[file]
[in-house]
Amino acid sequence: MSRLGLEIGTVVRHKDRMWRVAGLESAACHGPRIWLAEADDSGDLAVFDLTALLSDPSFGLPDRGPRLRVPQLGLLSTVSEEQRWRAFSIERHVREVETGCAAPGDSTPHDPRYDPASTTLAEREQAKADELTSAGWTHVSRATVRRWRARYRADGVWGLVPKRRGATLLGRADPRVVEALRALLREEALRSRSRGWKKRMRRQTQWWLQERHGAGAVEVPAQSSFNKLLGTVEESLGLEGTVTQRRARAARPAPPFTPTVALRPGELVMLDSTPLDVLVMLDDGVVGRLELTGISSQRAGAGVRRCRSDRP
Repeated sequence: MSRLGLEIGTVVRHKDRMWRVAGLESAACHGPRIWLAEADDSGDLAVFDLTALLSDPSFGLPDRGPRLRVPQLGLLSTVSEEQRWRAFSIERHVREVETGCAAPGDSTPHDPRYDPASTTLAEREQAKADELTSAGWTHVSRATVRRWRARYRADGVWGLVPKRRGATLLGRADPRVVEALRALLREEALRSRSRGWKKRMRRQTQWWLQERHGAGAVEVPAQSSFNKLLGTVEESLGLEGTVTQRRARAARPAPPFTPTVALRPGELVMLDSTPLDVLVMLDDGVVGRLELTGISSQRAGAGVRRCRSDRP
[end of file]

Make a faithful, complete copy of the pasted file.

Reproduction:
[in-house]
Amino acid sequence: MSRLGLEIGTVVRHKDRMWRVAGLESAACHGPRIWLAEADDSGDLAVFDLTALLSDPSFGLPDRGPRLRVPQLGLLSTVSEEQRWRAFSIERHVREVETGCAAPGDSTPHDPRYDPASTTLAEREQAKADELTSAGWTHVSRATVRRWRARYRADGVWGLVPKRRGATLLGRADPRVVEALRALLREEALRSRSRGWKKRMRRQTQWWLQERHGAGAVEVPAQSSFNKLLGTVEESLGLEGTVTQRRARAARPAPPFTPTVALRPGELVMLDSTPLDVLVMLDDGVVGRLELTGISSQRAGAGVRRCRSDRP
Repeated sequence: MSRLGLEIGTVVRHKDRMWRVAGLESAACHGPRIWLAEADDSGDLAVFDLTALLSDPSFGLPDRGPRLRVPQLGLLSTVSEEQRWRAFSIERHVREVETGCAAPGDSTPHDPRYDPASTTLAEREQAKADELTSAGWTHVSRATVRRWRARYRADGVWGLVPKRRGATLLGRADPRVVEALRALLREEALRSRSRGWKKRMRRQTQWWLQERHGAGAVEVPAQSSFNKLLGTVEESLGLEGTVTQRRARAARPAPPFTPTVALRPGELVMLDSTPLDVLVMLDDGVVGRLELTGISSQRAGAGVRRCRSDRP